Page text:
Ever since I was a teenager I’ve had a strong interest in the field of “afterlife studies” and other mystical topics. My mother once told me that my father had visited a psychic in Venice, California. This woman predicted that he would meet my mother and have two children; she described everyone in accurate detail. When I was in my early twenties I visited a psychic who was referred to me by my therapist at the time. The psychic made a lot of generalizations about me and while they were fitting, she did not tell me anything that would give me chills. She definitely did not convince me that she was channeling from a higher realm. I felt disappointed, but I didn’t lose hope that someday I could locate another medium with more advanced talents.
As a child, I felt a strong belief in a ethereal world beyond ours that gave me the shivers…in a good way. Sometimes I’d have a vivid glimpse of this world; it was usually triggered by a beautiful image in nature. I never discussed these moments with anyone, but later on I discovered a similar-sounding depiction of these otherworldly glimpses in L.M. Montgomery’s Emily books. Montgomery, author of “Anne of Green Gables”, wrote a trilogy featuring a young Canadian writer named Emily Byrd Starr. Her first book, “Emily of New Moon”, begins with little Emily losing her beloved father. The book also introduces its readers to the remarkable phenomenon of the flash that Emily experiences from time to time. Montgomery writes:
“It had always seemed to Emily, ever since she could remember, that she was very, very near to a world of wonderful beauty. Between it and herself hung only a thin curtain; she could never draw the curtain aside–but sometimes, just for a moment, a wind fluttered it and then it was as if she caught a glimpse of the enchanting realm beyond–only a glimpse–and heard a note of unearthly music.
This moment came rarely–went swiftly, leaving her breathless with the inexpressible delight of it. She could never recall it–never summon it–never pretend it; but the wonder of it stayed with her for days. It never came twice with the same thing. To-night the dark boughs against that far-off sky had given it. It had come with a high, wild note of wind in the night, with a shadow wave over a ripe field, with a greybird lighting on her window-sill in a storm, with the singing of “Holy, holy, holy” in church, with a glimpse of the kitchen fire when she had come home on a dark autumn night, with the spirit-like blue of ice palms on a twilit pane, with a felicitous new word when she was writing down a “description” of something. And always when the flash came to her Emily felt that life was a wonderful, mysterious thing of persistent beauty.”
My flashes never lasted days like lucky Emily, but I treasured them just as much as she did. As I grew older, the flashes disappeared – I have no idea why that occurred. In any case, I am grateful that these flashes were a part of my life.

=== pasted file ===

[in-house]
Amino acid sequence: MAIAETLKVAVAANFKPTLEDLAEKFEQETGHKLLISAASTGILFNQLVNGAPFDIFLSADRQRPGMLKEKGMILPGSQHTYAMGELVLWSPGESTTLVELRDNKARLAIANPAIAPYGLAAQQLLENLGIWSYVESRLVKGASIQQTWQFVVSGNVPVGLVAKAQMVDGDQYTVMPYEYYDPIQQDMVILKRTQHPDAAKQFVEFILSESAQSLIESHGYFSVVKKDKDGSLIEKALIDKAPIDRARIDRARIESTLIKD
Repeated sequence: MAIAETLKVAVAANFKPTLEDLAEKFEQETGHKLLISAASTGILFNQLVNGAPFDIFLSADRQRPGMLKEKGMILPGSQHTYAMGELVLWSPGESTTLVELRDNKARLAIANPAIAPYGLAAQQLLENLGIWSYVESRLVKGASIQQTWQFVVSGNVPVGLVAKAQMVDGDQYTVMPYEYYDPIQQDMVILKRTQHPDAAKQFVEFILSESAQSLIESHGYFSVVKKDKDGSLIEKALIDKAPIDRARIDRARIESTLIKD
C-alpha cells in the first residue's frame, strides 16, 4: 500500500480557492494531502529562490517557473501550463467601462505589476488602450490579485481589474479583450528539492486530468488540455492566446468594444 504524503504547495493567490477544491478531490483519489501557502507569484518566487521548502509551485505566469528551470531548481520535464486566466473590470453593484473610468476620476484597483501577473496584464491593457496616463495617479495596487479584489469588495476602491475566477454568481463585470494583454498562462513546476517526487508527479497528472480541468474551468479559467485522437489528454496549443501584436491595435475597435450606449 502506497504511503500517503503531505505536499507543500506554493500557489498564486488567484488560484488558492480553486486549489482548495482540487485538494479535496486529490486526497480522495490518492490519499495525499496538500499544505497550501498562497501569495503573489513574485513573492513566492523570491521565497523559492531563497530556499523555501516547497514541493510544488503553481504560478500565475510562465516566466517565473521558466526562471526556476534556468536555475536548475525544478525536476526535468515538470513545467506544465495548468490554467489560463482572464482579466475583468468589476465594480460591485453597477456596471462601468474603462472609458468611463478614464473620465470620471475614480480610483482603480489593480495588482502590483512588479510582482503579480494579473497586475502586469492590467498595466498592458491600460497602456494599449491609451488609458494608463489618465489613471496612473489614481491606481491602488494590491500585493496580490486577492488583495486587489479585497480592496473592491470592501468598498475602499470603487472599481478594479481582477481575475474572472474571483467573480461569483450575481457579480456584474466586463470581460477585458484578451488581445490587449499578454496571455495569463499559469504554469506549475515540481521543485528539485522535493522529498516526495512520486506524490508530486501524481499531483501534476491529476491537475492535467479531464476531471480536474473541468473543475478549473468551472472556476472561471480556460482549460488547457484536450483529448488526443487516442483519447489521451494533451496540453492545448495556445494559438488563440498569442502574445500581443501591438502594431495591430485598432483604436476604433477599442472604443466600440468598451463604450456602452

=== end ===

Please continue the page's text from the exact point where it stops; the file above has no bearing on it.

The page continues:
Aside from psychics and flashes, I’ve been intrigued for years by an expert on life after death: Dr. Raymond Moody, author of the bestselling book “Life After Life” and a psychiatrist. He has written many other books about death-related topics. He’s also known as the father of the NDE, or near death experience. His most recent book is “Paranormal: My Life in Pursuit of the Afterlife”, a fascinating read whether you believe in the afterlife or not.
I was shocked to learn that this acclaimed author and doctor was placed in a mental hospital by his family for his work with a psychomanteum. Often called “mirror gazing”, a psychomanteum is a mirrored room designed to communicate with the spiritual realm. I don’t recall what the outcome of that family dilemma was, except that Dr. Moody was released from the hospital after a short while. I was very alarmed that he was hospitalized for his beliefs – perhaps there is much more to the story than what he brought up in the interview in which he mentions this personal incident.
Moody wrote about the psychomanteum in his book “Reunions – Visionary Encounters with Loved Ones”, which I read with great interest after my father passed away. I found Moody’s accounts of his clients’ interactions with their departed loved ones utterly compelling. I would have to “see it to believe it”, and if I lived a lot closer to his office in rural Alabama, I would be tempted. However, Dr. Moody does warn prospective clients /readers at length that this process is not to be taken lightly. His professional reputation proves to me that he is not a charlatan. (I’m not sure what the family members who hospitalized him thinks of him today, but that’s another story!) To learn more about this process, check out:
Over the years when I was deeply depressed, I glommed onto books about the afterlife as much as I could. Most of them assured me that even if my depression didn’t improve in my lifetime, after leaving this existence I’d find happiness again. (That sounds a little bit macabre, perhaps, but I took a great deal of comfort in those words.) These days I haven’t felt drawn to the afterlife genre as much, which I feel is a positive sign of my recovery and of my wanting to take part in the here and now. However, since I believe my Dad is in another realm, and I know that I will lose other beloved people, I will always be interested in afterlife studies.